There are several documents written by Ben Graham that are currently stored at the New York Research Library, and amongst them is a microfilm document titled “The Renaissance of Value”, written in 1974 by Ben Graham and which I have just obtained for our readers.

The document discusses several questions posed by Graham, one being the following: to what degree should the valuation techniques presented in Graham & Dodd’s *Security Analysis* be modified to account for recent developments?

According to Graham, the midpoint of the value range has typically been found by applying an appropriate multiplier to estimated future earnings, which is not the best technique to use (This technique is still used today). Instead, the earnings figure taken should be what Graham calls “normal current earnings” and all the future prospects – favorable or unfavorable, specific or general – should enter into the multiplier. This procedural change obviates the necessity of establishing a future value, and then discounting the same to its present worth.

In this document, Graham also corrects some of the formulas he proposed in *Security Analysis*. For example, Graham had previously suggested that the intrinsic value could be approximated by a formula that employs a single variable G, representing the expected growth rate over the next seven to ten years. The formula read:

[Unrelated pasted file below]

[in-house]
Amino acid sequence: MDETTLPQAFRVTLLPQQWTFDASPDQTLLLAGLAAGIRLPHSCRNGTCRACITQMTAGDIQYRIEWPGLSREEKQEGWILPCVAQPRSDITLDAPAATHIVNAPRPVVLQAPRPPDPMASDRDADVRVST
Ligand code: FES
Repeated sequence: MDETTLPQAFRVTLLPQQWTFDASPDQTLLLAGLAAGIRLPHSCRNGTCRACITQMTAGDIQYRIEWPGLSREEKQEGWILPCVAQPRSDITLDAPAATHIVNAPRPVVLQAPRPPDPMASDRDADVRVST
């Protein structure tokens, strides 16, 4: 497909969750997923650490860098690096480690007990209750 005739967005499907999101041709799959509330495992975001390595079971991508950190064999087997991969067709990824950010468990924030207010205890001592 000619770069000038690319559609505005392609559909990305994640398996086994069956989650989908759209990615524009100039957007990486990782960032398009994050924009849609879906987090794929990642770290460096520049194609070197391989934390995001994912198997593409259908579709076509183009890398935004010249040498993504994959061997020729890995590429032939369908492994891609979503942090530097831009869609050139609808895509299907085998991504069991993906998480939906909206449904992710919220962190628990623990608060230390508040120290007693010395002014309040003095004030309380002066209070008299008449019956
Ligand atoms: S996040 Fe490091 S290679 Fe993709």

Value = “current normal earnings” x (8.5+2G)

However, Graham states that this formula had the great defect of failing to allow for changes in the basic rate of interest. To account for this, Graham re-states his intrinsic value formula as:

Value = “current normal earnings” x (37.5+8.8G)/AAA rate

With the AAA rate at 5.39% today and a historical GNP growth rate of 4%, Graham’s equation indicates that the current multiplier for the market should be 13.5. With operating earnings at $49 for the S&P500, Graham’s formula seems to indicate a fair value of 661 for the S&P500 benchmark relative to its current value of 831. At ValueHuntr, we do not believe in a single formula for valuation estimates, but it is an interesting exercise.

Additionally, it is clear that Graham saw no systematic way of reducing multipliers to allow for investments in companies with a below par debt position. His advice to analysts is to rather avoid attempting a formal valuation of such companies. In other words, analysts should limit their appraisals to enterprises of investment quality.

In general, “Renaissance of Value”, as Graham noted in 1974, involved the reappearance of sub-working capital opportunities. It seems that 2008 was a year which Graham would hail as the “Re-Renaissance of Value”.

A scan of the microfilm document has been posted in our resources section. Click here to read.